How can we help reduce food waste in Hong Kong? Local food rescue apps and initiatives are slowly but surely chipping away at Hong Kong’s insatiable waste habit. Around 3,600 tonnes of food waste gets added to Hong Kong’s mounting landfills – that’s the equivalent of 275 double-decker buses or 16,500,000 mooncakes – every single day! In a bid to reduce our city’s dizzying food waste problem, these local initiatives are stepping up, from redistributing baked goods to rescuing snacks, pantry staples, condiments and more. Here’s how you can support them:
Hong Kong may be known as a world-class dining destination, but too many in our city still struggle to afford three meals a day. Sadly, the pandemic has only worsened that situation. Since 2009, volunteers with Feeding HK have been saving surplus food from various F&B partners, and delivering it to frontline charities, including shelters and crisis centres. This established nonprofit frequently works with corporate partners and schools to broaden its community and impact, and they are always in need of volunteers to help drive vans to and from food rescue locations, manage inventory at their warehouse, and coordinate food rescue runs.
Bread and pastries have a notoriously short shelf life, making them difficult to rescue and repurpose. Breadline saves end-of-the-day bread and redistributes it to Hong Kong’s most vulnerable communities.
How it works: volunteers go on “bread runs” to cafes and bakeries across the city, collect several bags’ worth of bread, and deliver them to grassroots partners who will hand them out to those in need. Breadline’s handy app updates in real time, so volunteers and partners can easily coordinate their exchanges to maximise food saved. Breadline is currently looking for volunteers, so reach out directly if you’re keen to be part of their mission.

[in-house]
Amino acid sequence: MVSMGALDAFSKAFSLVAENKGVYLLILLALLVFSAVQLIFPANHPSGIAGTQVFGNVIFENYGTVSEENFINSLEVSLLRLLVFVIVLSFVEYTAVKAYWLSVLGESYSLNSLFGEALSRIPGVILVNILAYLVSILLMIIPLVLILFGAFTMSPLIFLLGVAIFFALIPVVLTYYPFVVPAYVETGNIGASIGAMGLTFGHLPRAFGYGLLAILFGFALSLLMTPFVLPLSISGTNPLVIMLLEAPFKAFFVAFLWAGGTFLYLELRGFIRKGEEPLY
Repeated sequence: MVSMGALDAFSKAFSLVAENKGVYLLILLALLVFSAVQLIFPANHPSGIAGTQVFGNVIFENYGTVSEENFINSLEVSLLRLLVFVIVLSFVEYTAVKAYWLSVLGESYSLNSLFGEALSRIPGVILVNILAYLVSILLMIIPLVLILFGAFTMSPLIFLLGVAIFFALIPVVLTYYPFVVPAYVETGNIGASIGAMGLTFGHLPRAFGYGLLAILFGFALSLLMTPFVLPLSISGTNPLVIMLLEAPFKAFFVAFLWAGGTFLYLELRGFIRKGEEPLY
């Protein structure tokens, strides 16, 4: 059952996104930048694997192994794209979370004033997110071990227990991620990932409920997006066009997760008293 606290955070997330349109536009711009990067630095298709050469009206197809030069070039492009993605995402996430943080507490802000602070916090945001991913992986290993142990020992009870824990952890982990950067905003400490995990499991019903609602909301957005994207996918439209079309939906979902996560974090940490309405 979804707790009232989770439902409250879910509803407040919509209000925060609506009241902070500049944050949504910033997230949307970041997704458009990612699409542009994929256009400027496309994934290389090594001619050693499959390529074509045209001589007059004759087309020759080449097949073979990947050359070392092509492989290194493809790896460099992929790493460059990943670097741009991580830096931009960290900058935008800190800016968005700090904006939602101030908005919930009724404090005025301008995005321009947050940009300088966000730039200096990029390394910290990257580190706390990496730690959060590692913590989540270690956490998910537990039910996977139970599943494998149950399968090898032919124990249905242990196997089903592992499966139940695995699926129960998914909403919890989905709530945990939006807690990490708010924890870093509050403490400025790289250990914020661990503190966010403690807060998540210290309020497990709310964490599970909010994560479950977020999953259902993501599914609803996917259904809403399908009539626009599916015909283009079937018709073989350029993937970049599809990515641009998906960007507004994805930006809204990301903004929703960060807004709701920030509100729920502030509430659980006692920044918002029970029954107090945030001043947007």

Spice up your next meal with a Mystery Box from food-saving app CHOMP! Launched earlier this year, CHOMP’s intuitive platform lets customers purchase a box of unsold goods or items with a short shelf life from F&B businesses like restaurants, grocery stores and bakeries.
Dim sum, tea, chocolate and more are all up for grabs from participating vendors, such as beloved bulk grocery chains like Live Zero and Slowood to plant- powered eateries like Root Vegan, 404plant, Protein & Plants, and Le Fromage by Ma. Each purchase is paired with a brief description of what your box will contain, as well as practical allergen info. The team is constantly adding new vendors.
We also recommend following CHOMP’s Instagram (@chompfoodwaste), which regularly shares clever tips and tricks for reducing your food waste at home.
Did you know that a “best before” date is not the same thing as an expiration date? Products that are past their best before date are still completely safe to eat – it’s more of a suggestion from the brand on how to experience the optimal quality of their products.
Asia’s first short-dated goods retailer GreenPrice is on a mission to raise awareness of this practice, and reduce food waste associated with it. Partnering with retailers across the city, GreenPrice stocks its shelves with surplus foods that are past their “best before” date at deep discounts. It’s a great place to stock up on beloved brands, or discover new snacks, supplements, and more that you may not have tried otherwise. Reducing waste while saving money – we love a good deal!
99 Wellington St., Central; Shop G28, G/F, OP Mall, 100 Tai Ho Rd., Tsuen Wan, greenprice.com
Created by the folks behind discount fashion concept OnTheList, Phenix is another food-rescue app. This one allows consumers to purchase baskets of food from major F&B retailers – think Pret A Manger, KALE, and Feather & Bone – at compellingly low prices. Simply download the app, browse the various stores on offer, and make your purchase! There’s an element of surprise to each basket, but that’s half the fun. Think of it as a great way to get out of a food rut and support local business, while reducing your food waste footprint.
Eco Community Promotion Association Limited (ECPAL)
We all know composting helps cut down on harmful carbon emissions, but it can be a tall order to find space for a compost bin in space-starved Hong Kong. Here to improve our city’s composting infrastructure is the Eco Community Promotion Association Limited (ECPAL), who operate a network of community composting bins across Hong Kong. How does it work? Fill out a form
for your preferred location, pay a nominal monthly subscription fee, and start dropping your saved food scraps into your closest compost. The collected food waste goes to O·PARK1 on Lantau Island, Hong Kong’s first organic resources recovery centre, where anaerobic digestion technology transforms smelly scraps into useful biogas.